Stimulus generalization occurs when an organism responds to a stimulus in the same way that it responds to a similar stimulus. This occurs during the classical conditioning process. For example, imagine that a dog has been conditioned to run to its owner when it hears a whistle. The dog exhibits the same response when it hears a small child emit a high-pitched shriek. This is an example of stimulus generalization. The animal responds to the similar stimulus in the same way it would to the conditioned stimulus.
Examples of Stimulus Generalization
One of the most famous examples of stimulus generalization took place in an early psychology experiment. In the Little Albert experiment, the behaviorist John B. Watson and his assistant Rosalie Rayner conditioned a little boy to fear a white rat. However, the boy would exhibit the same response when he saw similar items such as a furry white toy and Watson’s white beard.
The Impact of Stimulus Generalization
Stimulus generalization can have an impact on how people respond to different stimuli. For example, imagine in school that children are expected to line up for lunch when they hear the ding of a bell. However, another similar sounding bell also rings when the kids are expected to sit in their desks for reading time. If stimulus generalization occurs, the children will have trouble determining which response they are supposed to give. For example, the kids might all line up for lunch instead of sitting in their desks when the reading time bell sounds.
Because of this, stimulus discrimination is also important. This involves the ability to distinguish between two similar stimuli. For the school kids in our example, they might experience stimulus generalization at first, but as they become more familiar with their school schedule and the unique sound of each bell, they will eventually learn to discriminate between the two bells.
Stimulus generalization can have an impact on the learning process in both classical and operant conditioning. Sometimes this generalization can be a good thing. In school, kids may learn skills in one setting that can then be transferred over into similar situations. In other cases, it can lead to confusion and complication if there is a need to be able to distinguish between similar stimuli. Fortunately, people can learn how to tell the differences between similar stimuli and avoid stimulus generalization if necessary.
Essay Transfer of Learning: Types and Theories of Transfer of Learning!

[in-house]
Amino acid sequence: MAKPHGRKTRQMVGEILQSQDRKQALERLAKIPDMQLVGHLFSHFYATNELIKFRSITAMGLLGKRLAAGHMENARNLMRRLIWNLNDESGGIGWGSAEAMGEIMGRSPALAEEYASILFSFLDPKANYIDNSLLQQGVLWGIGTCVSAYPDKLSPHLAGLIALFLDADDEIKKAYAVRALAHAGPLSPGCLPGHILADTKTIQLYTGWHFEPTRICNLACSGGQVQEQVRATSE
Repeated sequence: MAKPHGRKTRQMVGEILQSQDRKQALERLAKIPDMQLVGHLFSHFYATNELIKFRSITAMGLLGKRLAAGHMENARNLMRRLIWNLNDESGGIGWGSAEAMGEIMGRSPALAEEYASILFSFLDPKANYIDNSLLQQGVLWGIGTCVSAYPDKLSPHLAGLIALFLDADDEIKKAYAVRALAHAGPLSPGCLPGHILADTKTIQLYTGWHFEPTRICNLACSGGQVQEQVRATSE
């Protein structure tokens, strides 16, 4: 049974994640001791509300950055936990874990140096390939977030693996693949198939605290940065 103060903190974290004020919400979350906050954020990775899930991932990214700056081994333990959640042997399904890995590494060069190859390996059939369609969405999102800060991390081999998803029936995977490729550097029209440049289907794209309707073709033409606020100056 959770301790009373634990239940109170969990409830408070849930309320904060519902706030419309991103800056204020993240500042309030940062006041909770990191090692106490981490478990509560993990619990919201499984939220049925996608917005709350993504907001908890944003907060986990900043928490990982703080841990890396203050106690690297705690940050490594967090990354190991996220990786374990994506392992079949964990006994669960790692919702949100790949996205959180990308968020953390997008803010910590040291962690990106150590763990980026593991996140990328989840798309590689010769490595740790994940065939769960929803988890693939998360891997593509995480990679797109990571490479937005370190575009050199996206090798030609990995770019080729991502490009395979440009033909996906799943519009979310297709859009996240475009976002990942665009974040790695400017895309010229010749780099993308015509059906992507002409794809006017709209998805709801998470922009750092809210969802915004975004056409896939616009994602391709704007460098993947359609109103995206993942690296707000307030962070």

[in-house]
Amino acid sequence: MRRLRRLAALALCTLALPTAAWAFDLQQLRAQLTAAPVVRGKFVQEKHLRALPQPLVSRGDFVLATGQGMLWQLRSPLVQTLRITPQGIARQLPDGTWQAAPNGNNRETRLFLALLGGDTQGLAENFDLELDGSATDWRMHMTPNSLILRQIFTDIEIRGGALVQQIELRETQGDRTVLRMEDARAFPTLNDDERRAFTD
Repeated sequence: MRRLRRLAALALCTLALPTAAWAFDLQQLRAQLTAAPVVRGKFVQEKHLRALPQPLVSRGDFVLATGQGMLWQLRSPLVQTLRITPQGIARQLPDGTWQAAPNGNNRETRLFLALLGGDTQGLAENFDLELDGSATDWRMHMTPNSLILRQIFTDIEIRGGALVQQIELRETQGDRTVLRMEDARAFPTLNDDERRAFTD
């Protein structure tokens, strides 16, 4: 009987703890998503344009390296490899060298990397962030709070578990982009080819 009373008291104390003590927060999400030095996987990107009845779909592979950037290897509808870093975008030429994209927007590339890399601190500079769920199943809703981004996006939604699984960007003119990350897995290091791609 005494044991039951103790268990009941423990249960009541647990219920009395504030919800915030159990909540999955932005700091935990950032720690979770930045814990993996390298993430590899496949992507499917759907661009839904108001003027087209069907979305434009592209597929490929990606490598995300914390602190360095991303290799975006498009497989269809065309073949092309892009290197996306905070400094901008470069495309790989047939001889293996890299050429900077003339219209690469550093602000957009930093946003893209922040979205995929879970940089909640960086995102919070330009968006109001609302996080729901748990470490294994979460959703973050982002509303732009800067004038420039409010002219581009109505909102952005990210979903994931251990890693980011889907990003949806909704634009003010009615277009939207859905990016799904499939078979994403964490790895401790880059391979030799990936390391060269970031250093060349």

The word transfer is used to describe the effects of past learning upon present acquisition. In the laboratory and in the outside world, how well and how rapidly we learn anything depends to a large extent upon the kinds and amount of things we have learned previously.
In simple way transfer may be defined as “the partial or total application or carryover of knowledge, skills, habits, attitudes from one situation to another situation”.
Hence, carryover of skills of one learning to other learning is transfer of training or learning. Such transfer occurs when learning of one set of material influences the learning of another set of material later. For example, a person who knows to drive a moped can easily learn to drive a scooter.
Types of Transfer of Learning:
There are three types of transfer of learning:
1. Positive transfer:
When learning in one situation facilitates learning in another situation, it is known as positive transfer. For example, skills in playing violin facilitate learning to play piano. Knowledge of mathematics facilitates to learn physics in a better way. Driving a scooter facilitates driving a motorbike.
2. Negative transfer:
When learning of one task makes the learning of another task harder- it is known as negative transfer. For example, speaking Telugu hindering the learning of Malayalam.
Left hand drive vehicles hindering the learning of right hand drive.
3. Neutral transfer:
When learning of one activity neither facilitates nor hinders the learning of another task, it is a case of neutral transfer. It is also called as zero transfer.
For example, knowledge of history in no way affects learning of driving a car or a scooter.
Theories of Transfer of Learning:
There are two important theories which explain transfer of learning. These are known as modern theories.
1. Theory of identical elements:
This theory has been developed by E.L.Thorndike. According to him most of transfer occurs from one situation to another in which there are most similar or identical elements.
This theory explains that carrying over from one situation to another is roughly proportional to the degree of resemblance in situation, in other words- more the similarity, more the transfer.
The degree of transfer increases as the similarity of elements increase. For example, learning to ride moped is easy after learning to ride a bicycle. Here, transfer is very fast because of identical elements in both vehicles.
Thorndike was convinced that the method used in guiding a pupil’s learning activities had a great effect upon the degree of transferability of his learning.
2. Theory of generalization of experience:
This theory was developed by Charles Judd. Theory of generalization assumes that what is learnt in task ‘A’ transfers to task ‘B’, because in studying ‘A’, the learner develops a general principle which applies in part or completely in both ‘A’ and ‘B’.
Experiences, habits, knowledge gained in one situation help us to the extent to which they can be generalized and applied to another situation.
Generalization consists of perceiving and understanding what is common to a number of situations. The ability of individuals to generalize knowledge varies with the degree of their intelligence.